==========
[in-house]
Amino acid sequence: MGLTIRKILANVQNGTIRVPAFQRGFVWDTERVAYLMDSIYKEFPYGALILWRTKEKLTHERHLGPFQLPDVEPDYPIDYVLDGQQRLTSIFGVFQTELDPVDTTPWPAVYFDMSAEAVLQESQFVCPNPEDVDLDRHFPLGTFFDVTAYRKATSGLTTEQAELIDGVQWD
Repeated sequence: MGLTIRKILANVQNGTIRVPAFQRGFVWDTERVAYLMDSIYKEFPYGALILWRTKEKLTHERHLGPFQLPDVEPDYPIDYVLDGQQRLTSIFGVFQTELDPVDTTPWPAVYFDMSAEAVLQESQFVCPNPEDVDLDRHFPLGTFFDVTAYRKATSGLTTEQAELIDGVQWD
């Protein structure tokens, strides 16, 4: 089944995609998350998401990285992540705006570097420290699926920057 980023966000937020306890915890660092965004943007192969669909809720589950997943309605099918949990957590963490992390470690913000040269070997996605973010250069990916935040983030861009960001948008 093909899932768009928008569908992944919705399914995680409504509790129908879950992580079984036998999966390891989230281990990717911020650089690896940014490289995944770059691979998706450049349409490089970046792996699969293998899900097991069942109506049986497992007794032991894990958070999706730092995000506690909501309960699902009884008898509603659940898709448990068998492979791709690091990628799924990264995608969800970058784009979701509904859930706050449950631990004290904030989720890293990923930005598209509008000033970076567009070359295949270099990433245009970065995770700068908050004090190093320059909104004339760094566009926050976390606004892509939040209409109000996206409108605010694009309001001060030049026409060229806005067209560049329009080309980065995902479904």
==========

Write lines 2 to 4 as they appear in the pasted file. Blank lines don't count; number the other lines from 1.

Amino acid sequence: MGLTIRKILANVQNGTIRVPAFQRGFVWDTERVAYLMDSIYKEFPYGALILWRTKEKLTHERHLGPFQLPDVEPDYPIDYVLDGQQRLTSIFGVFQTELDPVDTTPWPAVYFDMSAEAVLQESQFVCPNPEDVDLDRHFPLGTFFDVTAYRKATSGLTTEQAELIDGVQWD
Repeated sequence: MGLTIRKILANVQNGTIRVPAFQRGFVWDTERVAYLMDSIYKEFPYGALILWRTKEKLTHERHLGPFQLPDVEPDYPIDYVLDGQQRLTSIFGVFQTELDPVDTTPWPAVYFDMSAEAVLQESQFVCPNPEDVDLDRHFPLGTFFDVTAYRKATSGLTTEQAELIDGVQWD
């Protein structure tokens, strides 16, 4: 089944995609998350998401990285992540705006570097420290699926920057 980023966000937020306890915890660092965004943007192969669909809720589950997943309605099918949990957590963490992390470690913000040269070997996605973010250069990916935040983030861009960001948008 093909899932768009928008569908992944919705399914995680409504509790129908879950992580079984036998999966390891989230281990990717911020650089690896940014490289995944770059691979998706450049349409490089970046792996699969293998899900097991069942109506049986497992007794032991894990958070999706730092995000506690909501309960699902009884008898509603659940898709448990068998492979791709690091990628799924990264995608969800970058784009979701509904859930706050449950631990004290904030989720890293990923930005598209509008000033970076567009070359295949270099990433245009970065995770700068908050004090190093320059909104004339760094566009926050976390606004892509939040209409109000996206409108605010694009309001001060030049026409060229806005067209560049329009080309980065995902479904």